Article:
These panels list the nutrients for the food per serving (the serving size is determined by the manufacturer) and per 100g. To compare two products, use the per 100g column. The ‘per serve’ column gives consumers an indication of what their nutrient intake would be if they ate the equivalent of a serve as described on the packet. Remember that the manufacturer’s serving size may not reflect your own serving size or the example serve listed in The Australian Guide to Healthy Eating.

It is compulsory to list the following nutrients. Energy is listed in kilojoules (kJ), protein (in grams), fat (in grams), and must show the total quantity as well as the amount contributed by saturated fats. Likewise for carbohydrates (in grams) – both the total amount and the amount contributed by sugar must appear. Sodium (in micrograms) is also compulsory.

Nutrition claims

If the product has a ‘nutrient content claim’ (for example: high in fibre, high in calcium, low in cholesterol), the manufacturer has to indicate the quantity of that nutrient in the NIP. Some examples of nutrition claims include:

Fat

  • Low-fat: Less than 3g fat/100g food (or 1.5g/100g liquid).
  • Reduced-fat: At least 25% less fat than the regular product.
  • Fat-free: No more than 0.15g total fat/100g food.

Sugar

  • No added sugar: No added sucrose, glucose, honey, malt, fruit juice etc.
  • Unsweetened: No added artificial sweeteners, sucrose, glucose, honey, malt, fruit juice etc.
  • Diet: At least 40% less kJ than the regular product – these products usually contain intense (artificial) sweeteners.

Salt

  • Low-salt/no added salt/salt free: Less than 120mg sodium/100g (0.3%) or not more than 50% of the sodium content of the regular product.
  • Reduced-salt/sodium, salt/sodium free and no added salt/sodium: At least 25% less salt/ sodium than the regular product.

Fibre

  • High (in) fibre: At least 3g or more fibre per serve.
Brainstorming and Group Discussion Symbol

Group discussion: Food label ingredients list

Slide 33/Participant’s Workbook p.9)
What claims do you look for on food labels when ordering for the school canteen? Some discussion points arising from this slide may include the following.
  • Don’t rely on the claims alone; check the label.
  • Reduced-fat does not necessarily mean low-fat (for example, low-fat cheddar cheese ~ 23% fat vs full-fat cheddar cheese ~ 34% fat); it just needs to be 25% less than the regular product to be labelled as reduced-fat.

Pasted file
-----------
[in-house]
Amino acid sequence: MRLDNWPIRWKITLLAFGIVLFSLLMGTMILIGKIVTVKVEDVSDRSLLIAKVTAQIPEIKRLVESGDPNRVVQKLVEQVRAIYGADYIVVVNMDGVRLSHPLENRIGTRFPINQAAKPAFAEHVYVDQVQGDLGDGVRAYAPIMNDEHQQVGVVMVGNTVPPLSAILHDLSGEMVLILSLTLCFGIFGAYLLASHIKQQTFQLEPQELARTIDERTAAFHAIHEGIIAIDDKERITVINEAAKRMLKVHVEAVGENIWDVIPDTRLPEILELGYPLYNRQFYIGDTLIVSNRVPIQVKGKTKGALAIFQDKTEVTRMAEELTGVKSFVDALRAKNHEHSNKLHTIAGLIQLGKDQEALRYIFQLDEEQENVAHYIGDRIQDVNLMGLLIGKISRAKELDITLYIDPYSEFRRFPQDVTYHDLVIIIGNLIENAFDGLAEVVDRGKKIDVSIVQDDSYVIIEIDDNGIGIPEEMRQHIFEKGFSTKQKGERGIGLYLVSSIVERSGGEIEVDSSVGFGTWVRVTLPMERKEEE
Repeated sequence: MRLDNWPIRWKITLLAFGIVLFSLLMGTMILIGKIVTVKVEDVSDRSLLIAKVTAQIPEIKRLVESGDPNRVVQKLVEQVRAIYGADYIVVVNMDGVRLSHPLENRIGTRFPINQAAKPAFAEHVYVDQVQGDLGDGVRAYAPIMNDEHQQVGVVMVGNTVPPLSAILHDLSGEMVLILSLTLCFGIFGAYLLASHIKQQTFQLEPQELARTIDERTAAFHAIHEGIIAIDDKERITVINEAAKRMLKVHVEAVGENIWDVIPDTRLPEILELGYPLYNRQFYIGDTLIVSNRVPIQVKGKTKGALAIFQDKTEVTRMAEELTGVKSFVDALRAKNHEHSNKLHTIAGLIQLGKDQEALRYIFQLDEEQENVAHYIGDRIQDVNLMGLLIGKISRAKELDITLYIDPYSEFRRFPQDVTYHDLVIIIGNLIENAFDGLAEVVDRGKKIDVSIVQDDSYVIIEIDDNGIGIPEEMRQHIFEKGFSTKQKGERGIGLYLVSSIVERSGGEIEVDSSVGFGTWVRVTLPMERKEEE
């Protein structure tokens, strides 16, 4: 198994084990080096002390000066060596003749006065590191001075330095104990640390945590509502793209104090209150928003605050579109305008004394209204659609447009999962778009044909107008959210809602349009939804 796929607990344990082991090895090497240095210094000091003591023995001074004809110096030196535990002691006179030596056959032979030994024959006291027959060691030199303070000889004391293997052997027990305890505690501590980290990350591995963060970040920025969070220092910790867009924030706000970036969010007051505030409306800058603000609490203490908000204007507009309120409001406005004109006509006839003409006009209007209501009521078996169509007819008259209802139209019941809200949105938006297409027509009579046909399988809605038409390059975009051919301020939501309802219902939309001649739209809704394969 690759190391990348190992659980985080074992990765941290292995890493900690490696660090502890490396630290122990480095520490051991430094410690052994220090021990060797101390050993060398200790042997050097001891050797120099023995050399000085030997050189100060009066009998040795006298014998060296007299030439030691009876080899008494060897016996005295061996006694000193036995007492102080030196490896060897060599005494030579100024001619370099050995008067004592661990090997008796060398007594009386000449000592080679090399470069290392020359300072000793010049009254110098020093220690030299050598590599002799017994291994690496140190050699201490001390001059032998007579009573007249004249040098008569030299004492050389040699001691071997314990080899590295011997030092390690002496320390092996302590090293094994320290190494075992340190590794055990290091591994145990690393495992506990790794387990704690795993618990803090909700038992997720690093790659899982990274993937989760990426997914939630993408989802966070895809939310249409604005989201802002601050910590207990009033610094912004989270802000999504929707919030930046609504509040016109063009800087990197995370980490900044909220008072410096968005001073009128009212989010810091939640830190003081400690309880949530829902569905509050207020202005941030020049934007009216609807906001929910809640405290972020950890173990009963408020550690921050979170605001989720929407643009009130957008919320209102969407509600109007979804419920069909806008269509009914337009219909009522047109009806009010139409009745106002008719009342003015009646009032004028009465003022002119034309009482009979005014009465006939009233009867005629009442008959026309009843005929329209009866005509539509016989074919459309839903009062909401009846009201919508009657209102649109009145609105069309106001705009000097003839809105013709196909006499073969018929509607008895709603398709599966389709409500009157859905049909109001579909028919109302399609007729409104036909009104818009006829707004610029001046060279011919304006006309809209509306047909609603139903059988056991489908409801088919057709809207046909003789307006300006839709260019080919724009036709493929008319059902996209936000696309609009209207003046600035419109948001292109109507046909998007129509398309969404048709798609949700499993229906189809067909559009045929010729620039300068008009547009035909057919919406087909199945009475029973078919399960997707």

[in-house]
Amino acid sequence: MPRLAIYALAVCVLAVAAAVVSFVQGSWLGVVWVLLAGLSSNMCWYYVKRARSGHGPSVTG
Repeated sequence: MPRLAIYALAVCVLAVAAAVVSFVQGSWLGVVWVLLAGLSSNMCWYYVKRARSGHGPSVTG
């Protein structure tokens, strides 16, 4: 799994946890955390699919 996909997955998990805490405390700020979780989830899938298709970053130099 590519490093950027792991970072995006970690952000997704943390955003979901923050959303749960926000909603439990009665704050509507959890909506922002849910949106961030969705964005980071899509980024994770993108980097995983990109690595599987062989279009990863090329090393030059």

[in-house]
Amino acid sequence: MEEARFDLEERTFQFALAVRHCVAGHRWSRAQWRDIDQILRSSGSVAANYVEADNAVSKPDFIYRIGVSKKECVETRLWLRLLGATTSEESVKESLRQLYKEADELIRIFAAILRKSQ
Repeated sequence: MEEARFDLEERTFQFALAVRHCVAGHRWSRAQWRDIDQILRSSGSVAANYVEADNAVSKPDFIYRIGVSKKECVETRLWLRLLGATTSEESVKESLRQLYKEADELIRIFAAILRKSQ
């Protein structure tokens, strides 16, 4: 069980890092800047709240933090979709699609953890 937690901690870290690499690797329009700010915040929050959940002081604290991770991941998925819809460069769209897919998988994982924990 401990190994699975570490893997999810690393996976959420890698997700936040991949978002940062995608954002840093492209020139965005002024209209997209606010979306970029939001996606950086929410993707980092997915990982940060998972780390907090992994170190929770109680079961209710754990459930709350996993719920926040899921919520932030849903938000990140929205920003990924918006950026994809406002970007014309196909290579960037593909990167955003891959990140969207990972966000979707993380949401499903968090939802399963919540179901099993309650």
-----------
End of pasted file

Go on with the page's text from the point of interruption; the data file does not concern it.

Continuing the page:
• 94% fat-free yoghurt/milk is regular yoghurt/milk (~4% fat). Full-fat milk ~3.6% fat.
Web Resources Symbol

Web resources

Australian Guide to Healthy Eating
The Australian Guide to Health Eating is a food selection guide which visually represents the proportion of the five food groups recommended for consumption each day. It reflects the multicultural nature of the population relevant for all sectors of the food and nutrition industry.

Children Nutrition Topics (Victorian Government Health Information)
This website provides fact sheets and information about nutrition for infants, toddlers, preschoolers and children at school.

2013 Australian Dietary Guidelines
The 2013 Australian Dietary Guidelines are based on the best available scientific evidence and provide information for health professionals and the general population about healthy food choices. The use of the guidelines will encourage healthy lifestyles that will minimise the risk of the development of diet-related diseases within the Australian population.

Dietitians Association of Australia (DAA) – Smart Eating For You: Nutrition A–Z
A guide covering nutrition information presented in an A-Z format. All material available on this website has been written and regularly reviewed by Accredited Practising Dietitians.
www.daa.asn.au/index.asp?PageID=2145842141 (This website link was valid at the time of submission)

Food Standards Australia New Zealand Government Website
The Food Matters section of this website contains information on food allergies, additives and other information in relation to standards set in Australia and New Zealand for food. The News Room link provides fact sheets, media releases, speeches and presentations.

Healthy Weight Guide (Australian Government)
The Healthy Weight Guide is a comprehensive source of information which is available to the Australian public on how to achieve and maintain a healthy weight. The Healthy Weight Guide consists of an interactive website as well as printed materials for those who don’t have access to the internet, and provides: information about healthy weight, physical activity and healthy eating; tips and tools to assist with setting goals and planning healthy meals and physical activity; and a registered area where users can record and track their weight and progress.

Health Insite – Food and Nutrition
An Australian Government Initiative website containing links to topics such as diet, family nutrition and key nutrients.

Nutrient Reference Values for Australia and New Zealand
The (Nutrient Reference Values) NRV’s are a set of recommendations for nutritional intake based on currently available scientific knowledge. On this page you will find information on a wide variety of foods and the nutrients they contain. There is also a calculator for determining the nutrient recommendations for specific ages and genders.

2 RDI – The average daily dietary intake level that is sufficient to meet the nutrient requirements of nearly all (97–98%) healthy individuals in a particular life stage and gender group
3 EAR – A daily nutrient level estimated to meet the requirements of half the healthy individuals in a particular life stage and gender group (NHMRC 2006)